• Yellow Split Pea Stew with Tofu and Roasted Potatoes: This was amazingness in a bowl the first time I made it. A lot of work, but totally worth it. The only thing I would do differently next time is not continue to cook the stew after stirring in the potatoes and tofu, because once the roasted potatoes have boiled even a little bit, they lose the roasty feel. The second time I made it I was less impressed, but I’m so picky during this pregnancy, I’m guessing that was the reason.
  • Orange Blackberry Cake: Decadent, absolutely amazing, a huge hit with our Bible study group and potluck. And absolutely gigantic. Next time I make this, I’m doing only 1/3 the recipe!
  • Vegan Carrot Cake: Super yummy, and I’m picky about my carrot cakes.

Pros:

  • Beautiful clean layout, and an excellent index that allows you to look up by food type (say tofu to find all recipes calling for tofu), type of cuisine, or restaurant/chef.

Cons:

  • No photos.

All in all I am really glad I have this book in my collection, because if I want to foray into something a little unusual I’m confident in the delicious factor of most of these recipes.

If you’re interested in purchasing a copy, you can head over to Amazon.

Categories: Cookbook Review | Tags: , | 4 Comments

Raisin Oat Scones

This is a recipe my husband came up with. He adapted it from another recipe such a long time ago that he doesn’t remember anymore where it came from. They are nice because they’re compact and easier to transport than the regular triangular scones that tend to be more flaky and fragile, but they are really tasty and even addictive, especially fresh out of the oven. They also go together very quickly, which makes it a good breakfast choice.

2 cups regular rolled oats
2 cups soft white wheat flour (or all-purpose, or regular whole wheat)
1 cup whole wheat flour
2 tbsp brown sugar, agave, or honey
1.5 tsp salt
1 tsp cinnamon
1 cup raisins
1 tbsp lemon juice
2/3 cup olive oil or other veggie oil
1 cup water

Combine all dry ingredients thoroughly, then stir in liquid ingredients. Mix with a spoon or your hands in the bowl just until combined.

Take small balls of dough and knead in your hands just until it holds its shape. Shape into flat circle and place on sprayed cookie sheet.

Bake at 450° for 10-12 minutes.

Categories: bread, breakfast, nut-free, recipes, snacks, soy-free, vegan | Tags: , , | 1 Comment

Life With the Pine Nuts

So, I’ve been sick for several weeks (or has it been months?) now. My immune system is basically worthless, it seems. I’ve always dealt with sickness dragging on for way longer than most people, but in the last few months I’ve had one thing after another with no reprieve. I think I’m on the mend now… fingers crossed. Pregnancy may be partly the culprit; I’m getting some bloodwork done to find out if there’s any other issues that may need to be addressed to strengthen my immune system.

I’m not going to share a recipe today. I’m going to invite you into my kitchen and give you a peek at how I live, because I assume I’m not the only nosy person out there who likes to know how other people live.

First of all, let me explain that since about June of last year I’ve been living in a 29-foot travel trailer with my husband, my toddler-human-child, and an adult-cat-child. We’re in the process of building a house, but it’s taking a while. My kitchen space is very cramped and working there is a challenge, but I’ve been able to make it work.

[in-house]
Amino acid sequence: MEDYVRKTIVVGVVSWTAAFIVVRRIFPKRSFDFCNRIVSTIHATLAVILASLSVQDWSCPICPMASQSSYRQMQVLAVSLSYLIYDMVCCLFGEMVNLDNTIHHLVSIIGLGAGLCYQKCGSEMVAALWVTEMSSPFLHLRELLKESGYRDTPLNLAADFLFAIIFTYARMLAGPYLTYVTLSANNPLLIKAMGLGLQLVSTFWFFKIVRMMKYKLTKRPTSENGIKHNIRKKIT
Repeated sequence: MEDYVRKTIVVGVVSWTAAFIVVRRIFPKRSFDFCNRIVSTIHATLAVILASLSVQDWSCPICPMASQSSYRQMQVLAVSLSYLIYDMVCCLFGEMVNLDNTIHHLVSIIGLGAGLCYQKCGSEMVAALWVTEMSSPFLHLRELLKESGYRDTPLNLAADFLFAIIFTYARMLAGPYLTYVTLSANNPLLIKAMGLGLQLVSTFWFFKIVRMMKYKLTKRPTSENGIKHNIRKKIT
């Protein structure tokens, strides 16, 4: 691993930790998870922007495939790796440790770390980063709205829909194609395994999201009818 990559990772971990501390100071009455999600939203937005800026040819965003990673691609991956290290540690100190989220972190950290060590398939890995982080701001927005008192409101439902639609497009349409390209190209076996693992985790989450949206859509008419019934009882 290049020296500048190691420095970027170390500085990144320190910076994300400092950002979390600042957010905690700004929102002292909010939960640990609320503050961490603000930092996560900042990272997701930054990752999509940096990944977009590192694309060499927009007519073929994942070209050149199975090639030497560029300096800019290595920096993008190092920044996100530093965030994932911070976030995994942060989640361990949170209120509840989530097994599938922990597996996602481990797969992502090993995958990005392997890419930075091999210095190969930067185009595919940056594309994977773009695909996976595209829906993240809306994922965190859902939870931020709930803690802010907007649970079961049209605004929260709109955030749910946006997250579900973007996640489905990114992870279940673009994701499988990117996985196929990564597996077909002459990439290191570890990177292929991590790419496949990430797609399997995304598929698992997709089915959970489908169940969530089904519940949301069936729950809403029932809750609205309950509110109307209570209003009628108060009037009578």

Dishes pile up. They are fruitful and multiply behind my back. All I have to do is make peanut butter toast and the kitchen looks cluttered. It’s ridiculous and frustrating. What you see here is typical morning kitchen: last night’s dishes plus this morning’s dishes.

But when it’s cleaned up, it looks quite presentable (outside of the stupid tile counters with deep grout lines – what WERE they thinking?)

As you can see, I have an AMAZING quantity of counter space. :-X

What appliances do I have? The trailer came with a pretty decent-sized fridge/freezer unit. I have a propane stovetop and oven. I have an electric skillet. I had a convection oven that my toddler ripped the door off. My father-in-law fixed it and then I baked some scones in it at 450 and apparently that was too hot for the adhesive and the door fell off when I opened it. So I am back to my propane oven, which doesn’t bake very well. Something tells me we’ll be eating flat bread for a while rather than loaf bread.

I meet the counter space challenge a couple of different ways. The sink came with two cutting boards that nest perfectly inside, so I can create a little bit more space to set tubs of flour, large bowls, or cooling racks. There is also a slide-out cutting board and the stove has a cover, which I put down to stack my washed dishes on to dry. I also use that stove cover to set my electric skillet on when I’m cooking a meal just in that. Our dining table is extendable as well, so I often use that area for my cooling racks if I’m doing a large batch of baked goods.

We do have a fairly reasonable amount of cupboard space, though, and that has been really nice. While I did have to pack away the majority of my stuff, we have enough dishes and silverware to get by, and room for the toaster, the blender, some pots and pans, and lots and lots of foody stuff.

My spice drawer is pretty much a puzzle that needs to be put back together just right to get the drawer shut, because when I was trying to choose what spices to bring along, I ended up bringing all but maybe one or two. I simply could not get by without my turmeric, curry powder, cayenne, chili powder, taco seasoning, chicken seasoning… and all the others.

It’s not always easy, but I manage. I adapt. I try not to think too much about the big kitchen that’s waiting for me in our new house, because then I’d have to deal with massive discontent.

Do you have any challenges in your kitchen? How do you meet them?

Categories: around the kitchen, Mrs Pine Nut | Tags: , , | 5 Comments